> a Hash to store the DNs.
> o Attributes with single values. Typically, 'uid'. There are supposed to
> be unique, too (ie, you can imagine that an uid can be found more than
> once in a LDAP server (there is no reason why you should not be allowed
> to store a user's UID in many places, if this user is registred in more
> than once... For instance, I use the same uid on several computers, so I
> may have to store these UID in different branches in my LDAP server). We
> can use a Hash table to store such an attribute, because it's supposed
> to be unique. If you have more than one reference, then the question
> will be : how do I manage more than one value associated with this
> attribute (cf next point).
> Using a Hash table here means you know that this attribute is not only
> holding a single value, but also it's unique within the whole server.
> Dangerous ...
> o All other attributes (including single valued attributes which can be
> found more than once) : HashMap is not really a good choice, except if
> the admin *knows* that the number of values won't be enormous. And we
> have  specific cases where you have a Attribute <-> Value relation where
> an attribute may have thousands (even millions !) of values. The
> 'member' attribute is a good example. But we also have to consider the
> ATtribute <-> entries relation. A search request like
> (ObjectClass='person') will use the ObjectClass index, and get all the
> entries containing the 'person' value for tje ObjectClass attribute.
> Potentially, thousands... The current implementation, as explained by
> Alex, instead of storing a list of all the entry IDs linked to the
> 'person' value, stores a TreeSet, which is managed in a separate file.
> There is an indirection, a little bit like when you deal with a N-N
> relation in a RDBMS context (when two tables are related with a N-N
> relation, then you create a third table holding the relation between
> both IDs).
> Can we do better ? Because this solution is costly, and not really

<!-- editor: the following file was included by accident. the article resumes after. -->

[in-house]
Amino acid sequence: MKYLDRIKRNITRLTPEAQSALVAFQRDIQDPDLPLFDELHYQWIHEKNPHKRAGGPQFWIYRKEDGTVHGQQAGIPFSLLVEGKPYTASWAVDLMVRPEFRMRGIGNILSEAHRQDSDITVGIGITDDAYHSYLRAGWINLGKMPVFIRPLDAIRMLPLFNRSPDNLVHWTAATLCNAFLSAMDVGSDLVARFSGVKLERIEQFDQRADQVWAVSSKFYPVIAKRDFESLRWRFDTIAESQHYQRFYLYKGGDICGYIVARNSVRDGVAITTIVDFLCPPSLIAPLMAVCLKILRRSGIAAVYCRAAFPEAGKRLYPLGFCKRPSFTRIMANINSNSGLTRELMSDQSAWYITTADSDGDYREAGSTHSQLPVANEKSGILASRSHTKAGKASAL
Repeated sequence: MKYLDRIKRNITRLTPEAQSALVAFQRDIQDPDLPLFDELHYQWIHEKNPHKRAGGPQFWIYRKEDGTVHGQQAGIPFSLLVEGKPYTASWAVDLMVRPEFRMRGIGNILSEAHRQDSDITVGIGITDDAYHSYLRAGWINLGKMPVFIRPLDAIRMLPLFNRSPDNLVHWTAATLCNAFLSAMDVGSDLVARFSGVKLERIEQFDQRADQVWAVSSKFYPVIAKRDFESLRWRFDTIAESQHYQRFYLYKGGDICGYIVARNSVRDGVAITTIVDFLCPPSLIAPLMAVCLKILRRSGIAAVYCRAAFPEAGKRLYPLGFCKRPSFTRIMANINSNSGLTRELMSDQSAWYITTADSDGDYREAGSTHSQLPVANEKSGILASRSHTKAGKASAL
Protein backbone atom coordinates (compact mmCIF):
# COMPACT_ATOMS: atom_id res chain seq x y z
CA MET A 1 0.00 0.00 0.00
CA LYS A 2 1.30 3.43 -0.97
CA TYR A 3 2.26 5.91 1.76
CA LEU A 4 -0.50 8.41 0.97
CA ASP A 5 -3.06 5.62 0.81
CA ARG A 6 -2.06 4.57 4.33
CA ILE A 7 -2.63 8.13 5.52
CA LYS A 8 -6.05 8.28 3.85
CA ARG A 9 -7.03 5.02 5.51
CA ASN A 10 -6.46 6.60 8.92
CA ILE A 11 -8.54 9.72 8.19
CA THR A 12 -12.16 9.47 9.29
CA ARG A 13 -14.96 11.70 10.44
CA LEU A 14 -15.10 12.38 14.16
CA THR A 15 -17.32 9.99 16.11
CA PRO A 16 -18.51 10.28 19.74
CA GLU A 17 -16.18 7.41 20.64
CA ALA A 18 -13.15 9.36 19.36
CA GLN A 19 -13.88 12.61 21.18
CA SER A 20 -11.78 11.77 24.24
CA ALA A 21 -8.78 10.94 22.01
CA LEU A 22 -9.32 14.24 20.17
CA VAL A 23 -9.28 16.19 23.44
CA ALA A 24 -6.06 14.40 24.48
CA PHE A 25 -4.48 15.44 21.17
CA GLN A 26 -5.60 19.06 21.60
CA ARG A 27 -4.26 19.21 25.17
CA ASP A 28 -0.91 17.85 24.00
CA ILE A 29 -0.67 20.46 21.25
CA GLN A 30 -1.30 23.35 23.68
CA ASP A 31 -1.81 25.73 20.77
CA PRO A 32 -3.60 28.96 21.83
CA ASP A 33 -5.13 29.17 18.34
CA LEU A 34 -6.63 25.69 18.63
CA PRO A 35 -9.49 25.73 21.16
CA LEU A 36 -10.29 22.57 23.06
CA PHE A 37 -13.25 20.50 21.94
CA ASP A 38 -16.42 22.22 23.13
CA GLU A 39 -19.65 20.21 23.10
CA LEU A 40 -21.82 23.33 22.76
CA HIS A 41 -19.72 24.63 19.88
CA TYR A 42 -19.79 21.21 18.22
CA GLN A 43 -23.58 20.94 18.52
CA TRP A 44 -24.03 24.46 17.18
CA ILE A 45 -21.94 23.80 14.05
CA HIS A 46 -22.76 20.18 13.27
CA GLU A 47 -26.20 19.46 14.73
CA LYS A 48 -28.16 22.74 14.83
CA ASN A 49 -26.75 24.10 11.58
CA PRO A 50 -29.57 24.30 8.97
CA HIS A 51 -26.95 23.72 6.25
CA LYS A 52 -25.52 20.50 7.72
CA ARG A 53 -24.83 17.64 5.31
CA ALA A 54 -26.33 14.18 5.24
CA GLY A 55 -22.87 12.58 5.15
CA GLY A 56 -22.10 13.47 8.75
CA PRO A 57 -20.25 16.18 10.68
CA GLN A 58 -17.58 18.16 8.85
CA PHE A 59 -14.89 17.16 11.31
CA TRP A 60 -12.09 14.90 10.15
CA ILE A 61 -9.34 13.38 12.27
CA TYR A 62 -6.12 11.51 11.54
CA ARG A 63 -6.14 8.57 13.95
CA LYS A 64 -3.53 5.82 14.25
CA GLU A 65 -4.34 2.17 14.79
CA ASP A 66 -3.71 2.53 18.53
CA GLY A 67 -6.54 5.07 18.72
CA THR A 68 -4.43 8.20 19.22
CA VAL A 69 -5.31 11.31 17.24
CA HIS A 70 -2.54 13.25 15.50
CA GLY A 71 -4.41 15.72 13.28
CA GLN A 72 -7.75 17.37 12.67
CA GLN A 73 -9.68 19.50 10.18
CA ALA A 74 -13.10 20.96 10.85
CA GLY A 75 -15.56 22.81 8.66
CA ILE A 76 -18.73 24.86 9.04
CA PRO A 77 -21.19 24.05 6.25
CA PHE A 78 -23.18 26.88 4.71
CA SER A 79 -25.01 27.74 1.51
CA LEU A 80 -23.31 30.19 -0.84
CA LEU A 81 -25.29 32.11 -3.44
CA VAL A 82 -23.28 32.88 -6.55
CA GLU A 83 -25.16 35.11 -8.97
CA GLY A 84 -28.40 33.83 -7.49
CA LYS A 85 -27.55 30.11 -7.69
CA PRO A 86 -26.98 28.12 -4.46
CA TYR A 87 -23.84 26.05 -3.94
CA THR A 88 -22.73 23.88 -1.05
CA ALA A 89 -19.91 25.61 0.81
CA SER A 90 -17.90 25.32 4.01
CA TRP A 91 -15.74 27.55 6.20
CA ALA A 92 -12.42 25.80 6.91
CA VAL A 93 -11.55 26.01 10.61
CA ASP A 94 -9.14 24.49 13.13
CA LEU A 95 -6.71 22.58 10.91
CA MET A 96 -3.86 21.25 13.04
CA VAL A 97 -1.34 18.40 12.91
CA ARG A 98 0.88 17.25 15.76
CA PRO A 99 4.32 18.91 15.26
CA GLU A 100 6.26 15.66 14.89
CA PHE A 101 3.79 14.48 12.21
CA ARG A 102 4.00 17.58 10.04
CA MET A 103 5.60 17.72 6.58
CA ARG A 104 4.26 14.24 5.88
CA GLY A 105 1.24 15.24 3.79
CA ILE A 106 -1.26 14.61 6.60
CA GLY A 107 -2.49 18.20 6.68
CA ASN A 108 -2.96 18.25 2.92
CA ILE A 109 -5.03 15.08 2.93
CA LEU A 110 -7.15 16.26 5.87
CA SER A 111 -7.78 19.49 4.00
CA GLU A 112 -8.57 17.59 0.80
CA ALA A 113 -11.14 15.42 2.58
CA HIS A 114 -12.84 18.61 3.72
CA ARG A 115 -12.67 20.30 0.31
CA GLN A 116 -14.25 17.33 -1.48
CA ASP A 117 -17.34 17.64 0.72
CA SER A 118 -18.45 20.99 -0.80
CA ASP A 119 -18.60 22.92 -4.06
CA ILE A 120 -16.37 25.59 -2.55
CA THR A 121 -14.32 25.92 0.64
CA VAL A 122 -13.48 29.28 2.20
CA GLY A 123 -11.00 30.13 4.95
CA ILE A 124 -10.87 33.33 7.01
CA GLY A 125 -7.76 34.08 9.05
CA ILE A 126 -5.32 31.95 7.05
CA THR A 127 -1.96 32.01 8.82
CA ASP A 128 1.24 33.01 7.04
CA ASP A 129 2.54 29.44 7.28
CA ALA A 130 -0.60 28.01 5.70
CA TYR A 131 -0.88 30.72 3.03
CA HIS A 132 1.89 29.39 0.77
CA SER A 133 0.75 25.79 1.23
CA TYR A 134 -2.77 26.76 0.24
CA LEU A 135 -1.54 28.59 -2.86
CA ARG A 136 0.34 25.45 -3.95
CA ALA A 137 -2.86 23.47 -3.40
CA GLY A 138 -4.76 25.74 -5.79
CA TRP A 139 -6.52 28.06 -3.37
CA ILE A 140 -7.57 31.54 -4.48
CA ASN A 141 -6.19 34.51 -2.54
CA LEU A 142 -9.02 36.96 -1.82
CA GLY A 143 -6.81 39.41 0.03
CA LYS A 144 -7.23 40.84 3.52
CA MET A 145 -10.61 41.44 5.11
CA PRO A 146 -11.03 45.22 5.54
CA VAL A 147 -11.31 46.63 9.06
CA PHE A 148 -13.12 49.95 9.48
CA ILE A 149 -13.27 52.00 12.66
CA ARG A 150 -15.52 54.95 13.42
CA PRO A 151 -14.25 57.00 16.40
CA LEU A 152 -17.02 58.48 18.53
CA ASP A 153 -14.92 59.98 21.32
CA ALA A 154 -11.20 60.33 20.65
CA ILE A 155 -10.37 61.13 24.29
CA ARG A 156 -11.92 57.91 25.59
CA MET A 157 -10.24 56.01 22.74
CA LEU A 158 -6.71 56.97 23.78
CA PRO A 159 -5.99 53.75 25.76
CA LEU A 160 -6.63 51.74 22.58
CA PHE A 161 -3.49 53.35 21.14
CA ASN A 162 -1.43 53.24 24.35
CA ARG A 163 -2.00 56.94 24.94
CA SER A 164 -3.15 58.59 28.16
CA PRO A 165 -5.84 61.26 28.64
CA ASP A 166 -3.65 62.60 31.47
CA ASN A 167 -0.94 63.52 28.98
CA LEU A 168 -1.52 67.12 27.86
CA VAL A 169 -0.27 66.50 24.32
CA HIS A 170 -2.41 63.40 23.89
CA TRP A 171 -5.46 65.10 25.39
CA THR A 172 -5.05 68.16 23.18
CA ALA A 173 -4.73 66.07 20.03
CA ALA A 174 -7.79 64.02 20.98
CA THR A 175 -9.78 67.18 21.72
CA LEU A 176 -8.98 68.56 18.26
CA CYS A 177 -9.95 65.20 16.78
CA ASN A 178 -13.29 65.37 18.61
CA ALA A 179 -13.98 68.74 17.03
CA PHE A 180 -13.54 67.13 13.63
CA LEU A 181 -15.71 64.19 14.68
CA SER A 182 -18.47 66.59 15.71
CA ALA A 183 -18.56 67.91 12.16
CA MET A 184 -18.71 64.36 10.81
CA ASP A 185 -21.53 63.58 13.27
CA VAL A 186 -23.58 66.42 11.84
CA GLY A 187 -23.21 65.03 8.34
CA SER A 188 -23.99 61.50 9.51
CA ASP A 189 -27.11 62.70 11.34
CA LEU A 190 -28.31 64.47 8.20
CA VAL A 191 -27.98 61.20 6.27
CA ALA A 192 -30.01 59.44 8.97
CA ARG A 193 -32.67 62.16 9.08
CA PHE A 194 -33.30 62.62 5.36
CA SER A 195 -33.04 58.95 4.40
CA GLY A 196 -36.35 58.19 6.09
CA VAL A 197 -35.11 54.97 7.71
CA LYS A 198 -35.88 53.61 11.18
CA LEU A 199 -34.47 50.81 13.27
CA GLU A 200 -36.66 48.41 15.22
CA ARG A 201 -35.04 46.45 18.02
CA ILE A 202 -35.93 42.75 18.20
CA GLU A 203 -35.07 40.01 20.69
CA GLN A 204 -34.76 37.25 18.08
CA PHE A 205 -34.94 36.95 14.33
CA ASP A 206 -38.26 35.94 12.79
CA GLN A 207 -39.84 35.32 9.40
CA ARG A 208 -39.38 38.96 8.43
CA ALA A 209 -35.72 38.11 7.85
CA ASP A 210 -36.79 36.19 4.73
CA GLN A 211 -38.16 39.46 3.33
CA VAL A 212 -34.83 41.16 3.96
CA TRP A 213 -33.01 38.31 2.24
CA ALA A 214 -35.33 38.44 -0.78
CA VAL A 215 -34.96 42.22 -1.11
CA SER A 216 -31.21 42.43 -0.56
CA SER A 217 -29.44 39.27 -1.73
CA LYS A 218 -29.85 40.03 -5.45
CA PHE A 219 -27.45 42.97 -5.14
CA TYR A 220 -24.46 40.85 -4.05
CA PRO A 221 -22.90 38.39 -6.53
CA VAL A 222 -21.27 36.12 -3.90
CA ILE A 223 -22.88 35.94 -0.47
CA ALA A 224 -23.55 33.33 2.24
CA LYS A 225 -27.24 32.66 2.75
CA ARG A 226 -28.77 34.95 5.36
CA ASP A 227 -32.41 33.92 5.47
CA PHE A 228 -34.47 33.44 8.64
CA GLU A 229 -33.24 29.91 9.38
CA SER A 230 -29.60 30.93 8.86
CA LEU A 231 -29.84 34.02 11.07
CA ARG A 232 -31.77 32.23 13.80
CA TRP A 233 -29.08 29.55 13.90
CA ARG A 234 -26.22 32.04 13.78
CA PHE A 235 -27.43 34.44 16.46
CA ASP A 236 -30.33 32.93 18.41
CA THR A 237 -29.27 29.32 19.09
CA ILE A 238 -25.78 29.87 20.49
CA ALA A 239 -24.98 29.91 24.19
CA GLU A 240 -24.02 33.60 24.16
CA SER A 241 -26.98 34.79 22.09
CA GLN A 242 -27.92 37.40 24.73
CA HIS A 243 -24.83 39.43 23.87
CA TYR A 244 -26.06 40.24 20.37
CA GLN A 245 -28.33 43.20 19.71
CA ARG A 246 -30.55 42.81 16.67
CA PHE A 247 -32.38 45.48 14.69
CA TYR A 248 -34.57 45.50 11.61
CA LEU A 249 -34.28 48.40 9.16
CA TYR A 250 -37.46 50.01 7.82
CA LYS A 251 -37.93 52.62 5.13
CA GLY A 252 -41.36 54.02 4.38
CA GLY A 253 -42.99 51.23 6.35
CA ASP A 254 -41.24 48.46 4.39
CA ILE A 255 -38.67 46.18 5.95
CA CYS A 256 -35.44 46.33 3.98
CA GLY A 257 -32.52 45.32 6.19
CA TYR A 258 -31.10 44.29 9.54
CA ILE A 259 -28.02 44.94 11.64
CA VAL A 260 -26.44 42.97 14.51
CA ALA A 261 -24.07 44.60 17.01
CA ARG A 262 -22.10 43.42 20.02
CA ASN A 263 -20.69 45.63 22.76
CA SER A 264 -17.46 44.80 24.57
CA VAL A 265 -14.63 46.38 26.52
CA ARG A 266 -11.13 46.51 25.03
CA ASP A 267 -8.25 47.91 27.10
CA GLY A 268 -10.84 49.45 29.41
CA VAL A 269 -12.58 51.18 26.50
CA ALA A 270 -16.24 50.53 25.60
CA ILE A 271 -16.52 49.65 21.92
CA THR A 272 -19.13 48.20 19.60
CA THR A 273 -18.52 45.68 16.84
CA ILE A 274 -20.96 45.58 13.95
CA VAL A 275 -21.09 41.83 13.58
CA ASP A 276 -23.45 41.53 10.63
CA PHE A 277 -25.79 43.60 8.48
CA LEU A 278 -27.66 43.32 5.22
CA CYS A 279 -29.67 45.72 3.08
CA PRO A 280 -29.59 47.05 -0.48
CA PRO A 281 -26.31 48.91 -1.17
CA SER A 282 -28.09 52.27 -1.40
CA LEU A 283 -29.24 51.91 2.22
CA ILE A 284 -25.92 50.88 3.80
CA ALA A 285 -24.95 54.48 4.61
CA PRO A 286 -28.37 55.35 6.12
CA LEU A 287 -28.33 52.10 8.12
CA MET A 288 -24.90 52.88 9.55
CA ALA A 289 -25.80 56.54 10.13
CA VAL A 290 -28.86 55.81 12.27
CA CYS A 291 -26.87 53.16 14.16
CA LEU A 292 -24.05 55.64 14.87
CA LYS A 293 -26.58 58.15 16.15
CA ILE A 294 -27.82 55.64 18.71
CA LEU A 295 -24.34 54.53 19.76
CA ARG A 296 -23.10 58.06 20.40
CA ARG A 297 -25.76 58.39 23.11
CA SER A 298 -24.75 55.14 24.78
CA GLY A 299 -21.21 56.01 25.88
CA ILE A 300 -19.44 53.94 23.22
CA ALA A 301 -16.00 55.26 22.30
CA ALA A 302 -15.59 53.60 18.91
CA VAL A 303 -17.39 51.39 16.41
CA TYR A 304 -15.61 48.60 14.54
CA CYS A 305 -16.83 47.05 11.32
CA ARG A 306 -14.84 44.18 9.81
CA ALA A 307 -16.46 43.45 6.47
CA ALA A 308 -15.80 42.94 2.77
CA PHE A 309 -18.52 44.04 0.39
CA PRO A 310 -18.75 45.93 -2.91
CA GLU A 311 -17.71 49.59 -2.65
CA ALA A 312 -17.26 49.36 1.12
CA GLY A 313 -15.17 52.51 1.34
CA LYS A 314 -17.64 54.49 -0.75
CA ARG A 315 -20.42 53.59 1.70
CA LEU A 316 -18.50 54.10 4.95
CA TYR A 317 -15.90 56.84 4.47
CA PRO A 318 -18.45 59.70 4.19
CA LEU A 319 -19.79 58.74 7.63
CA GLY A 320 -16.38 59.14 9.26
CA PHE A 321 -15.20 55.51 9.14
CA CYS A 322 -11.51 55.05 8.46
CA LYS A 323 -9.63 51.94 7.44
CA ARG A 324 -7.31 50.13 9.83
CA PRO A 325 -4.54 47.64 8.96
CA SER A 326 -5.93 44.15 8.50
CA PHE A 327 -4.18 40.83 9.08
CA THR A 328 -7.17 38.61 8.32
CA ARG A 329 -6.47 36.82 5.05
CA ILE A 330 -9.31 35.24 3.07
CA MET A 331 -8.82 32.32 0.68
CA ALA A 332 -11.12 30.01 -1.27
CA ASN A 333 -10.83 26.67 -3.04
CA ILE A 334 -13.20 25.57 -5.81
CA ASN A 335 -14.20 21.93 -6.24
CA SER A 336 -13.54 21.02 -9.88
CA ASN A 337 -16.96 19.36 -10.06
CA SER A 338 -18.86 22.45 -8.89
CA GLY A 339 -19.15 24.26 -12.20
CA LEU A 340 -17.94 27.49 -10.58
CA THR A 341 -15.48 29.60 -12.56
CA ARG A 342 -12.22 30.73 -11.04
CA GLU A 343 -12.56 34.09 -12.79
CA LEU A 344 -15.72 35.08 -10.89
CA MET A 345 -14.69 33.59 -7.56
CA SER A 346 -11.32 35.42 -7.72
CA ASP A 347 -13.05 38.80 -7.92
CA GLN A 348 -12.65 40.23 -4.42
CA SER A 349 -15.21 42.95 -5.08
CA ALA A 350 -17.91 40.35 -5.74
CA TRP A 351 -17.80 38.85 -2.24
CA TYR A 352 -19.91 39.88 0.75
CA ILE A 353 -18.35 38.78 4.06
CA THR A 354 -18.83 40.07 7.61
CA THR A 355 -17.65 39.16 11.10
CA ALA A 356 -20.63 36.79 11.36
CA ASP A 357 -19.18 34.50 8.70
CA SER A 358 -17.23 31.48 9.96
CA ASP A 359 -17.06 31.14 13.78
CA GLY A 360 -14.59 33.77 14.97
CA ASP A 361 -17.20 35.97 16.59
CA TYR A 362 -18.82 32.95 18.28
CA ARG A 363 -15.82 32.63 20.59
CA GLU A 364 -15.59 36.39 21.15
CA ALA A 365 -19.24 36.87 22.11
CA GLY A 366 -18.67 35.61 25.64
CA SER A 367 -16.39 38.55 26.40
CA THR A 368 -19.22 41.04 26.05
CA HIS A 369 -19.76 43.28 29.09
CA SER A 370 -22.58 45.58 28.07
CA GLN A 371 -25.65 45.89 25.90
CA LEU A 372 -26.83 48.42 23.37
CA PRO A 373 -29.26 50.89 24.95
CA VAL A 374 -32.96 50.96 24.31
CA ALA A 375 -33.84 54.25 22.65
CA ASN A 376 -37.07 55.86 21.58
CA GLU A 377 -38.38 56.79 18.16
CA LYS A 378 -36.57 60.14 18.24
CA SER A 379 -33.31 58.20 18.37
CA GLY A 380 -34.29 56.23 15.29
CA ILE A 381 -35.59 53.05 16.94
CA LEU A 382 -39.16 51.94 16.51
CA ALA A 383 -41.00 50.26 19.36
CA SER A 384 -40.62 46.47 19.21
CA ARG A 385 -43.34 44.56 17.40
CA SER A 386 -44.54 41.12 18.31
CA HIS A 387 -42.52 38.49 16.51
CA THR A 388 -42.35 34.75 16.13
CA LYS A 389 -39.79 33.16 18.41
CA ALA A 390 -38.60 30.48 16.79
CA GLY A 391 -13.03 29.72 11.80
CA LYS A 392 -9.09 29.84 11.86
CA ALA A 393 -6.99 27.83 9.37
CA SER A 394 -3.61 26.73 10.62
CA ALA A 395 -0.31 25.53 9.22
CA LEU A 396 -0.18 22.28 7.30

> effective : you have to deal with the structure duality (you hold either
> a list or a reference to a treeset, depending on the number of
> elements), and this make it more complex to manage cache (i'm not sure
> at this point that we can cache such elements...)
> Alex proposal (using Splay trees) won't solve the problem, IMHO. It's
> just a better way to store data in memory, with extended navigation
> possibilities, but it does not help  when it comes to store this
> structure on the disk. As the data are moved frequently, even on read,
> this will increase the cost of searching so much that it will kill the
> main advantage of LDAP vs RDBMS. So, yes, we can use Splay trees in
> memory, but we can't store splay trees on disk.
> Some other points to take into consideration is also the fact that we
> may run short of memory, but we don't want the server to stop running,
> just because we got an OOM exception. One way to handle this would be to
> use weak references for the cache.I have no idea what it may imply for a
> Splay tree implementation, but this must be studied.
> Now, for those attributes, I have described another solution, based on
> the fact that we use 'long' to store IDs :
> I think
> this might be interesting to dig those ideas a little bit to see if it
> fits our need.
> Note : Alex's need is more urgent, so I guess that we won't be able to
> implement something very different than what we currently have. I just
> wanted to present some of the ideas i'm playing with for years now...
> (but I never had enough time to go any further than drafting some small
> pages on confluence ;)
> --
> --
> cordialement, regards,
> Emmanuel L├ęcharny

View raw message